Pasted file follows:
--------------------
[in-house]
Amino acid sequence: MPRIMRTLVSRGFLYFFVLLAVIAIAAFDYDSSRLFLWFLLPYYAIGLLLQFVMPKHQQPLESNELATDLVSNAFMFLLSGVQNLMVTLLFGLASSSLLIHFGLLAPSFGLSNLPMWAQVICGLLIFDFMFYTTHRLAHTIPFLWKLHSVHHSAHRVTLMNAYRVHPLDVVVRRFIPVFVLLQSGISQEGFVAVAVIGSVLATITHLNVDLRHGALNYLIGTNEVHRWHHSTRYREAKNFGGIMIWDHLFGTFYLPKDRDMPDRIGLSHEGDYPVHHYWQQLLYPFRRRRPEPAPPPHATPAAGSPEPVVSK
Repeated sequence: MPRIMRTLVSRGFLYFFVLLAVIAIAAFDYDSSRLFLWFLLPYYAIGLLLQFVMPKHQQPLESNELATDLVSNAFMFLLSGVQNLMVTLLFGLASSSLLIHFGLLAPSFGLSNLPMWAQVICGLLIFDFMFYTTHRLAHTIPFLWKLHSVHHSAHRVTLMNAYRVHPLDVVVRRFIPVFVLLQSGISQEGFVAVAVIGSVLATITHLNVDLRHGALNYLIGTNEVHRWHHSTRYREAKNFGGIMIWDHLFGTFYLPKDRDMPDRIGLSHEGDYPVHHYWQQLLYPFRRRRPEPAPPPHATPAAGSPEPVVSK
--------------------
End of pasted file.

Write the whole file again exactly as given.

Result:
[in-house]
Amino acid sequence: MPRIMRTLVSRGFLYFFVLLAVIAIAAFDYDSSRLFLWFLLPYYAIGLLLQFVMPKHQQPLESNELATDLVSNAFMFLLSGVQNLMVTLLFGLASSSLLIHFGLLAPSFGLSNLPMWAQVICGLLIFDFMFYTTHRLAHTIPFLWKLHSVHHSAHRVTLMNAYRVHPLDVVVRRFIPVFVLLQSGISQEGFVAVAVIGSVLATITHLNVDLRHGALNYLIGTNEVHRWHHSTRYREAKNFGGIMIWDHLFGTFYLPKDRDMPDRIGLSHEGDYPVHHYWQQLLYPFRRRRPEPAPPPHATPAAGSPEPVVSK
Repeated sequence: MPRIMRTLVSRGFLYFFVLLAVIAIAAFDYDSSRLFLWFLLPYYAIGLLLQFVMPKHQQPLESNELATDLVSNAFMFLLSGVQNLMVTLLFGLASSSLLIHFGLLAPSFGLSNLPMWAQVICGLLIFDFMFYTTHRLAHTIPFLWKLHSVHHSAHRVTLMNAYRVHPLDVVVRRFIPVFVLLQSGISQEGFVAVAVIGSVLATITHLNVDLRHGALNYLIGTNEVHRWHHSTRYREAKNFGGIMIWDHLFGTFYLPKDRDMPDRIGLSHEGDYPVHHYWQQLLYPFRRRRPEPAPPPHATPAAGSPEPVVSK